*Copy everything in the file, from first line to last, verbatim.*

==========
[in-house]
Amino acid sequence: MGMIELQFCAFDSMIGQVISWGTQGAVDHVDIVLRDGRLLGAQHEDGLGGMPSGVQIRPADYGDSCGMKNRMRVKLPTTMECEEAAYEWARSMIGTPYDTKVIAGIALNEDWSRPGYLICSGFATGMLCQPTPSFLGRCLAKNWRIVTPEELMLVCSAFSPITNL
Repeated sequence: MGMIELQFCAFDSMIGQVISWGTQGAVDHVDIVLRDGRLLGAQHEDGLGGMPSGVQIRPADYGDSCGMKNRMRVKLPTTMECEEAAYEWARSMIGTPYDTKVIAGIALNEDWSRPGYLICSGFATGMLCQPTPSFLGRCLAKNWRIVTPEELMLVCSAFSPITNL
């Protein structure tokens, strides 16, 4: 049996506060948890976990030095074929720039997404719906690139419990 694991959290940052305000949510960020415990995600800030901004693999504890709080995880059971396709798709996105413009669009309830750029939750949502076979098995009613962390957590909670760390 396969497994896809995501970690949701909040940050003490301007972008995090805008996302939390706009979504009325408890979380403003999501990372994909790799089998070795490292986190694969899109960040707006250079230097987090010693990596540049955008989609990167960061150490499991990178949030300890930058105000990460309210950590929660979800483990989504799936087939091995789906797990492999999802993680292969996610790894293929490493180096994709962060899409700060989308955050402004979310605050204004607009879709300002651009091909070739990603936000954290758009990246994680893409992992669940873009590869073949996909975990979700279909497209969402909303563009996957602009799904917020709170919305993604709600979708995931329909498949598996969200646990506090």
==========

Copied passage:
[in-house]
Amino acid sequence: MGMIELQFCAFDSMIGQVISWGTQGAVDHVDIVLRDGRLLGAQHEDGLGGMPSGVQIRPADYGDSCGMKNRMRVKLPTTMECEEAAYEWARSMIGTPYDTKVIAGIALNEDWSRPGYLICSGFATGMLCQPTPSFLGRCLAKNWRIVTPEELMLVCSAFSPITNL
Repeated sequence: MGMIELQFCAFDSMIGQVISWGTQGAVDHVDIVLRDGRLLGAQHEDGLGGMPSGVQIRPADYGDSCGMKNRMRVKLPTTMECEEAAYEWARSMIGTPYDTKVIAGIALNEDWSRPGYLICSGFATGMLCQPTPSFLGRCLAKNWRIVTPEELMLVCSAFSPITNL
């Protein structure tokens, strides 16, 4: 049996506060948890976990030095074929720039997404719906690139419990 694991959290940052305000949510960020415990995600800030901004693999504890709080995880059971396709798709996105413009669009309830750029939750949502076979098995009613962390957590909670760390 396969497994896809995501970690949701909040940050003490301007972008995090805008996302939390706009979504009325408890979380403003999501990372994909790799089998070795490292986190694969899109960040707006250079230097987090010693990596540049955008989609990167960061150490499991990178949030300890930058105000990460309210950590929660979800483990989504799936087939091995789906797990492999999802993680292969996610790894293929490493180096994709962060899409700060989308955050402004979310605050204004607009879709300002651009091909070739990603936000954290758009990246994680893409992992669940873009590869073949996909975990979700279909497209969402909303563009996957602009799904917020709170919305993604709600979708995931329909498949598996969200646990506090």